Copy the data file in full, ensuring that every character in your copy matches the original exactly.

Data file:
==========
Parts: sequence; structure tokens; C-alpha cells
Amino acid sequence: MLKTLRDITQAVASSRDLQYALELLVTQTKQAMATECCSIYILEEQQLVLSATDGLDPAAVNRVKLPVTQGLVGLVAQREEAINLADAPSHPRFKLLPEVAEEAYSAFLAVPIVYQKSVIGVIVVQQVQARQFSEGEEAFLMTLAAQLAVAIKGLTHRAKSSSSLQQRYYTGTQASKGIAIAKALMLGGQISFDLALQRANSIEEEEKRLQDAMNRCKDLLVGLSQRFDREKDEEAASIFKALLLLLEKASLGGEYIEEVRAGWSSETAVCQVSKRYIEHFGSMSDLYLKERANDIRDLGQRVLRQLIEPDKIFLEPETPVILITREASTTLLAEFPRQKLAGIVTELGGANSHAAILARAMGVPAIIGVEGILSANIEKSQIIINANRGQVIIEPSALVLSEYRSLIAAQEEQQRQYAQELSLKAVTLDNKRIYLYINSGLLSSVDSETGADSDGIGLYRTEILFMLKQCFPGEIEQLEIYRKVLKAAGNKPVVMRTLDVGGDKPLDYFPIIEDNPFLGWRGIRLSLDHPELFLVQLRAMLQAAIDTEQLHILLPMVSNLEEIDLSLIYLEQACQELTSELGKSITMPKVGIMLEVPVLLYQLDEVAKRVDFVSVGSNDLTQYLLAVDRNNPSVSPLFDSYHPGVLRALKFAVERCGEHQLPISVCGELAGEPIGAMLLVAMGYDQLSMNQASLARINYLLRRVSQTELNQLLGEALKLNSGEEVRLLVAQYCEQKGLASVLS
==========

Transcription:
Parts: sequence; structure tokens; C-alpha cells
Amino acid sequence: MLKTLRDITQAVASSRDLQYALELLVTQTKQAMATECCSIYILEEQQLVLSATDGLDPAAVNRVKLPVTQGLVGLVAQREEAINLADAPSHPRFKLLPEVAEEAYSAFLAVPIVYQKSVIGVIVVQQVQARQFSEGEEAFLMTLAAQLAVAIKGLTHRAKSSSSLQQRYYTGTQASKGIAIAKALMLGGQISFDLALQRANSIEEEEKRLQDAMNRCKDLLVGLSQRFDREKDEEAASIFKALLLLLEKASLGGEYIEEVRAGWSSETAVCQVSKRYIEHFGSMSDLYLKERANDIRDLGQRVLRQLIEPDKIFLEPETPVILITREASTTLLAEFPRQKLAGIVTELGGANSHAAILARAMGVPAIIGVEGILSANIEKSQIIINANRGQVIIEPSALVLSEYRSLIAAQEEQQRQYAQELSLKAVTLDNKRIYLYINSGLLSSVDSETGADSDGIGLYRTEILFMLKQCFPGEIEQLEIYRKVLKAAGNKPVVMRTLDVGGDKPLDYFPIIEDNPFLGWRGIRLSLDHPELFLVQLRAMLQAAIDTEQLHILLPMVSNLEEIDLSLIYLEQACQELTSELGKSITMPKVGIMLEVPVLLYQLDEVAKRVDFVSVGSNDLTQYLLAVDRNNPSVSPLFDSYHPGVLRALKFAVERCGEHQLPISVCGELAGEPIGAMLLVAMGYDQLSMNQASLARINYLLRRVSQTELNQLLGEALKLNSGEEVRLLVAQYCEQKGLASVLS